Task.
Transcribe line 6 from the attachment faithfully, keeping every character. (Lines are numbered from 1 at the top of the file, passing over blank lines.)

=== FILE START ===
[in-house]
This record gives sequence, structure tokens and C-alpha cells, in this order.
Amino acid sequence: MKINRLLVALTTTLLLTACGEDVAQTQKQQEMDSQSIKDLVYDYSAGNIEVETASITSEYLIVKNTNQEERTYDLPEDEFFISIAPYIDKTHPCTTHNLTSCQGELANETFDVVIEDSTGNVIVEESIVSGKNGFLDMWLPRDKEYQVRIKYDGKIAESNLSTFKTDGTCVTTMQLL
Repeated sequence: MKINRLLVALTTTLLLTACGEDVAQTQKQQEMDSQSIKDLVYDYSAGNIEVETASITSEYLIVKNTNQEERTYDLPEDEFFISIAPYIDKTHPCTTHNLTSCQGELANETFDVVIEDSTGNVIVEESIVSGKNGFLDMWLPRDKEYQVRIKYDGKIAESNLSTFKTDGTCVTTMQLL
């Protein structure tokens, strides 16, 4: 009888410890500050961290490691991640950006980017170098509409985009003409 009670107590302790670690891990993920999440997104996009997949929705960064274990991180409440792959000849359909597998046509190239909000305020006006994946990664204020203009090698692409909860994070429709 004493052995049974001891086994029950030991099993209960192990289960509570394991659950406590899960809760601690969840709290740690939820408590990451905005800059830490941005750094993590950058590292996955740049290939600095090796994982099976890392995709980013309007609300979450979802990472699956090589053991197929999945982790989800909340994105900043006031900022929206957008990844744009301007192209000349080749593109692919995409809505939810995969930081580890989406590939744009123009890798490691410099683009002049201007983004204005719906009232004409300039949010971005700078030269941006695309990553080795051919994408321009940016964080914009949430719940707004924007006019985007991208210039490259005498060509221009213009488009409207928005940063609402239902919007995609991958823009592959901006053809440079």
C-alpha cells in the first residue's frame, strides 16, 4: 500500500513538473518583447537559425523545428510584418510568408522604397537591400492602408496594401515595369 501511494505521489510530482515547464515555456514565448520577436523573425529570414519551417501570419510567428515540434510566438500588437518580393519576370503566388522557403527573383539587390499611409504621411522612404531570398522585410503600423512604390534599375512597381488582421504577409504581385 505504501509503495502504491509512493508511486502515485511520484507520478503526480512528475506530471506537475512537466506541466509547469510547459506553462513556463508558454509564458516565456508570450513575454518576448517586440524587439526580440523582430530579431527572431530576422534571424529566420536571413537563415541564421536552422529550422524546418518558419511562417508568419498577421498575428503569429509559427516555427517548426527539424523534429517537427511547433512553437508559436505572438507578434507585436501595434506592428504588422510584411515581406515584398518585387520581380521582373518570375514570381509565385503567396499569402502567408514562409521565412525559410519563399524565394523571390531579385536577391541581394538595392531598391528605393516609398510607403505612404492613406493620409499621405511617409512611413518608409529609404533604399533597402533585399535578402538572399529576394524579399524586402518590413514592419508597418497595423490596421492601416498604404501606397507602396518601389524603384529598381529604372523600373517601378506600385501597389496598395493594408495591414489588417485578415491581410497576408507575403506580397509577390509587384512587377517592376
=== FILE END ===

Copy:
C-alpha cells in the first residue's frame, strides 16, 4: 500500500513538473518583447537559425523545428510584418510568408522604397537591400492602408496594401515595369 501511494505521489510530482515547464515555456514565448520577436523573425529570414519551417501570419510567428515540434510566438500588437518580393519576370503566388522557403527573383539587390499611409504621411522612404531570398522585410503600423512604390534599375512597381488582421504577409504581385 505504501509503495502504491509512493508511486502515485511520484507520478503526480512528475506530471506537475512537466506541466509547469510547459506553462513556463508558454509564458516565456508570450513575454518576448517586440524587439526580440523582430530579431527572431530576422534571424529566420536571413537563415541564421536552422529550422524546418518558419511562417508568419498577421498575428503569429509559427516555427517548426527539424523534429517537427511547433512553437508559436505572438507578434507585436501595434506592428504588422510584411515581406515584398518585387520581380521582373518570375514570381509565385503567396499569402502567408514562409521565412525559410519563399524565394523571390531579385536577391541581394538595392531598391528605393516609398510607403505612404492613406493620409499621405511617409512611413518608409529609404533604399533597402533585399535578402538572399529576394524579399524586402518590413514592419508597418497595423490596421492601416498604404501606397507602396518601389524603384529598381529604372523600373517601378506600385501597389496598395493594408495591414489588417485578415491581410497576408507575403506580397509577390509587384512587377517592376